Pre-workout warm-up program

There are five basic types of stretching. In the warm-up phase, dynamic stretching is the best one to use prior to a workout. Start a warm-up program by doing a few minutes of aerobic activity using muscles you will be using during your workout. That warms up your core and increases your breathing rate. Don’t be surprised if you even sweat a little.

Now you are ready for some dynamic stretching. This type of stretching focuses on moving the muscles that you will use during your workout through their range of motion in a fluid movement. In other words, the muscles are not held in their fully stretched position for any length of time other than for 2 or 3 seconds.

Working them through their range of motion increases blood flow to the muscles and tendons, so that the shock of working out is reduced.

Post-workout cool-down program

After exercising, your heart, blood flow and breathing rate are still at a high level. Cooling down, helps all of them come down slowly to their pre-warm-up levels. Without a cool-down, some people may experience dizziness or even nausea after stopping their workout.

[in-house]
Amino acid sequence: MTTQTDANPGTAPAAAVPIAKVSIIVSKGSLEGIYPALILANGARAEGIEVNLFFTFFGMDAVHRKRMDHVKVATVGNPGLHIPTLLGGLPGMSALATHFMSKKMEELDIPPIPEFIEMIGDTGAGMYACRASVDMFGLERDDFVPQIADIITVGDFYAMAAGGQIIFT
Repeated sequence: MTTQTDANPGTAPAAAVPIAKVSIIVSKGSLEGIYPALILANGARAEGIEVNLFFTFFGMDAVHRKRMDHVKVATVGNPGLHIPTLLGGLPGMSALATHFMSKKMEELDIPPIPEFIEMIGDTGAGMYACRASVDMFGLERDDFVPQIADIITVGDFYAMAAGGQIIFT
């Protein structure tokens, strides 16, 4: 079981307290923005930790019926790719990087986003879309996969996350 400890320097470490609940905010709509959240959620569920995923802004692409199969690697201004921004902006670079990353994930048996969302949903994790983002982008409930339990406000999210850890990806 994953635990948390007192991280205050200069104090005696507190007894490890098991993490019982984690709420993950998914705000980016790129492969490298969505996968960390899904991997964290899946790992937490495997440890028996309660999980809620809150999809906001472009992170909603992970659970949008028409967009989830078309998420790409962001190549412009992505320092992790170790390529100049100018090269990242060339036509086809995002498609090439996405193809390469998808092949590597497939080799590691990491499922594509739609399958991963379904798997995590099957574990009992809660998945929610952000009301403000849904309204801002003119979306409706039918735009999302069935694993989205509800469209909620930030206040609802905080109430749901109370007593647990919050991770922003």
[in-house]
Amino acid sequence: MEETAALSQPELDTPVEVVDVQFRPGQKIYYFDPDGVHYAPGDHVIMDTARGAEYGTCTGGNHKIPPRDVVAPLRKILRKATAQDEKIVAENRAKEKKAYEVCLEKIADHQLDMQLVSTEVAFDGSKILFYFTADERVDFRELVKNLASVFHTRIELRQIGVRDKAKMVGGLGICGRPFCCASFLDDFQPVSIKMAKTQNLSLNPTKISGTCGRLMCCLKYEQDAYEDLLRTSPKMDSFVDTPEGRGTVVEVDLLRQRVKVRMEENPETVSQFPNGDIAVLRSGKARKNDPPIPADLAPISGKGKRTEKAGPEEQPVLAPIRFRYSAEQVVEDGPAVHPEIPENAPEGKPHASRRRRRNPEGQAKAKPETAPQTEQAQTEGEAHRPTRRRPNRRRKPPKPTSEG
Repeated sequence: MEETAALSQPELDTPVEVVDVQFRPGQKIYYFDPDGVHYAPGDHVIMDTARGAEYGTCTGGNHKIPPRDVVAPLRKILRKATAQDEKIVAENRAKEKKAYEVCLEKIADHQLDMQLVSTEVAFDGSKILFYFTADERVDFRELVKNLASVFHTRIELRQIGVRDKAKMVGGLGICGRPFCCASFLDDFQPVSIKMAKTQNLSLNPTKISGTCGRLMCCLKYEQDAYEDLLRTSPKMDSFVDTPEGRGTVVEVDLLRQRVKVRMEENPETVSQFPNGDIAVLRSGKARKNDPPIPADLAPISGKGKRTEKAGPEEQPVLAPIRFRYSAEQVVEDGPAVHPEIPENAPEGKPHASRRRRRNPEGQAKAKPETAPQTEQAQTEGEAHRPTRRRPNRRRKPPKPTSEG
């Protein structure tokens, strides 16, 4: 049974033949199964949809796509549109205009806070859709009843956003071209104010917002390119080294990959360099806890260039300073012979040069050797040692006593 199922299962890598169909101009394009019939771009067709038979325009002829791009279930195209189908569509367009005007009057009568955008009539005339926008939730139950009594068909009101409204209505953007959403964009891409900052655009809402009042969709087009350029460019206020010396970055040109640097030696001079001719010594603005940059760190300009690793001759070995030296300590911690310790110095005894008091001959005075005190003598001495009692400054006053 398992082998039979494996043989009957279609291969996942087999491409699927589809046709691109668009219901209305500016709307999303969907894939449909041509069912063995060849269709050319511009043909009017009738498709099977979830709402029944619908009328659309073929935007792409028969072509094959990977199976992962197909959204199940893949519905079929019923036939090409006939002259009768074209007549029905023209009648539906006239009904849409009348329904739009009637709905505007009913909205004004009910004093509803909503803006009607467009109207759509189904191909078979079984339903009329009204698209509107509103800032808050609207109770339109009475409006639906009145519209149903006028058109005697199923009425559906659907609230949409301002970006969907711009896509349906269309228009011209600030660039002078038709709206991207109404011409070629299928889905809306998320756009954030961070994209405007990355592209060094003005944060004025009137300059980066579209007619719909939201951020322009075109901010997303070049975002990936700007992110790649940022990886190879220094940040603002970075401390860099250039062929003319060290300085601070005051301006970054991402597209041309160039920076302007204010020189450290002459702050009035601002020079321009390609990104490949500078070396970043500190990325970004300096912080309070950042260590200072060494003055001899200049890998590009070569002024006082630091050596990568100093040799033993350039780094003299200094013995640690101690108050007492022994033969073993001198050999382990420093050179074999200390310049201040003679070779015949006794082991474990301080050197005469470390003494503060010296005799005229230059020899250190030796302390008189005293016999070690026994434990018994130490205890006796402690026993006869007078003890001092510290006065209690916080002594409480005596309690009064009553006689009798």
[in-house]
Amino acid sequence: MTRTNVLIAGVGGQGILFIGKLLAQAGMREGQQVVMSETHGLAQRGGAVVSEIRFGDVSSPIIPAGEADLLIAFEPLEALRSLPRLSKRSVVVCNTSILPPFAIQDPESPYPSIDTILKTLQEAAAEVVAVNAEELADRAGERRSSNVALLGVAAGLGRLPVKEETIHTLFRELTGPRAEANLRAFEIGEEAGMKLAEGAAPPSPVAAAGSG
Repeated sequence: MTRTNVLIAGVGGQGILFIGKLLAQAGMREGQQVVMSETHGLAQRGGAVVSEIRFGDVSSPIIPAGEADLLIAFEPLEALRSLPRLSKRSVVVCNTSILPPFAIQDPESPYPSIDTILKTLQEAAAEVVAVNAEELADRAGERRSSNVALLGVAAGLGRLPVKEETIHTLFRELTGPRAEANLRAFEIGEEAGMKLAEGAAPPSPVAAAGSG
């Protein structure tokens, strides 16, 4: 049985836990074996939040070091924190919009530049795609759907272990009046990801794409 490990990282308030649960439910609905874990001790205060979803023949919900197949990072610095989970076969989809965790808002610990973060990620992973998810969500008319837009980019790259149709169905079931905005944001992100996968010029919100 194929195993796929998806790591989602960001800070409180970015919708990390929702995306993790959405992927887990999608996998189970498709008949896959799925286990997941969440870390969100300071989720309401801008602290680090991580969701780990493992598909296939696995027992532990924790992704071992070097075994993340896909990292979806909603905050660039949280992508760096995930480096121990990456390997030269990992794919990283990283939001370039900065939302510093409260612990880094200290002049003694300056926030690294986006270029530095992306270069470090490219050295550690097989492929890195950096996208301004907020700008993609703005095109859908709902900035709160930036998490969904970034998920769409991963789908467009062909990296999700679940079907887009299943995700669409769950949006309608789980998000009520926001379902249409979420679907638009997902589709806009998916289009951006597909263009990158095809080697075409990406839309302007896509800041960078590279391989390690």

Start your cool-down by doing some gentle exercise for 3 to 5 minutes using the same muscles you worked during your workout. For example, if your workout was running, then do some jogging or even walking as a cool-down exercise.

Next do 5 to 10 minutes of static stretching of the muscles used by holding each of them in their extended position for 30 to 60 seconds each. Do not bounce them. Gently stretch and hold, then release.

During a workout, muscles suffer small micro tears and create waste like lactic acid. While circulating blood flow takes this waste out of the muscles while exercising, abruptly stopping creates a build-up with nowhere to go. This built-up causes swelling in the micro tears and the result is soreness in the muscles worked a day or two after, known as DOMS (Delayed Onset Muscle Soreness) or post exercise soreness.

By doing a cool-down exercise, some of that waste gets carried out of the muscle which in turn reduces micro tear swelling. Because the activity level is reduced, very little additional wastes or micro tears are being generated which reduces muscle soreness.

Stretching is not a preventative measure against injury, but it is an effective strategy to reduce the risk when associated with a warm-up and cool-down programs as part of an overall workout routine.